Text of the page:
During an oncoplastic lumpectomy, Dr. Samiian explains, the surgeon mobilizes surrounding breast tissue to fill in the cavity present after the lump is removed. Oncoplastic surgery, which can also be used during benign biopsies, can match the breasts’ pre-surgery shape and contour. And, sensitive to a woman’s self-image, Dr. Samiian tries to hide surgical scars by creating the incision in the crease below the breast or near the areola. Though still relatively new, Dr. Samiian acknowledges the technique is becoming increasingly popular.
Dr. Samiian is particularly passionate about improving the cosmetic results of breast conservation. “If we’re trying to save the breast, we don’t want it deformed,” she explains. “If it’s going to look worse, then you might as well have a mastectomy.” Without oncoplastic surgery, she adds, women who’ve undergone lumpectomies may experience severe beast deformities within a few years.
She also encourages surgeons to proactively seek education and training on new techniques and skills that offer exemplary medical results and enhance cosmetic outcomes. “We all need to have sensitivity for a woman’s desire for acceptable cosmetic results,” she says. “Patients demand better results, and surgeons who provide that will have better satisfaction from patients.”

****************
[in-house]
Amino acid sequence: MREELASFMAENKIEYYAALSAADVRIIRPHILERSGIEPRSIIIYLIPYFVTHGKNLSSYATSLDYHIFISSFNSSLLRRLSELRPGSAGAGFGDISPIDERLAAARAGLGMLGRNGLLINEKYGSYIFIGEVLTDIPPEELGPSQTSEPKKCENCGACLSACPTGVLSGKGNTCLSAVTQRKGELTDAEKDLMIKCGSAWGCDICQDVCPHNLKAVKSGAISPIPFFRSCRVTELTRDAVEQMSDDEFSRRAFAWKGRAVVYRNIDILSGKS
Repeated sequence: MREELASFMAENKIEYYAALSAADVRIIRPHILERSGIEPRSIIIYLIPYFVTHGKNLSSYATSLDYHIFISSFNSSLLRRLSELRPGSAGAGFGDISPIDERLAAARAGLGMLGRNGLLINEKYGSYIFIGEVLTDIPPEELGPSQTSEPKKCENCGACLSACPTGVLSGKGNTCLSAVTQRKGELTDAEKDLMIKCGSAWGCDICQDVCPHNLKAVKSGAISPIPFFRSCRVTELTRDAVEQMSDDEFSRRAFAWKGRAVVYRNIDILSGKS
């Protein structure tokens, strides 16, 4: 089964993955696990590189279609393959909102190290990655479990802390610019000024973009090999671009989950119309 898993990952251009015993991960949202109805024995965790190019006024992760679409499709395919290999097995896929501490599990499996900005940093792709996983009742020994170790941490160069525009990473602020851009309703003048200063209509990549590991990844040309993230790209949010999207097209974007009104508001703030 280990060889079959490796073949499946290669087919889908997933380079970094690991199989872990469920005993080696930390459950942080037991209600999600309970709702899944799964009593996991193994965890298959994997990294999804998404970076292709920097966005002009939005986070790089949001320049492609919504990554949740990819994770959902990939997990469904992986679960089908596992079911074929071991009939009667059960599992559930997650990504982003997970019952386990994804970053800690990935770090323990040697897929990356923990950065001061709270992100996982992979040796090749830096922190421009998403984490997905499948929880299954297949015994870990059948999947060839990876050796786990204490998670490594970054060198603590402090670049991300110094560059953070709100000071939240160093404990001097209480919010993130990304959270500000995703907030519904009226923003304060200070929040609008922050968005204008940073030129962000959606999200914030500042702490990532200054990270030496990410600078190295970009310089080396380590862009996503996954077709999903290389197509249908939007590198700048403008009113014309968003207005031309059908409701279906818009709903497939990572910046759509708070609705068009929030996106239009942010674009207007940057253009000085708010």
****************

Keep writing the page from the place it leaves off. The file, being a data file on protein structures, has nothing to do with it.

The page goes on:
Because oncoplastic surgery incorporates plastic surgery into breast cancer operations, it eliminates the need for implants or follow-up reconstructive surgery. When it comes to breast conservation, Dr. Samiian says, patients won’t accept a deformity or a cavity; it’s crucial not only to save the breast, but to also save its shape.
But that’s not the only option for women anxious to keep their breasts after beating cancer.
While not all patients are candidates, skin-sparing mastectomies used with implant reconstruction save as much of the patient’s skin envelope as possible so the plastic surgeon doesn’t have to stretch skin over the implant, Dr. Samiian explains. It’s a complex procedure, as it’s difficult to remove breast tissue from a small incision, but the outcome is much better, she says.
“If the tumor is away from the skin and the nipple,” Dr. Samiian says, “it’s [skin-sparing mastectomy] my number one mastectomy.” Still, she acknowledges that procedures must be carefully selected for each individual.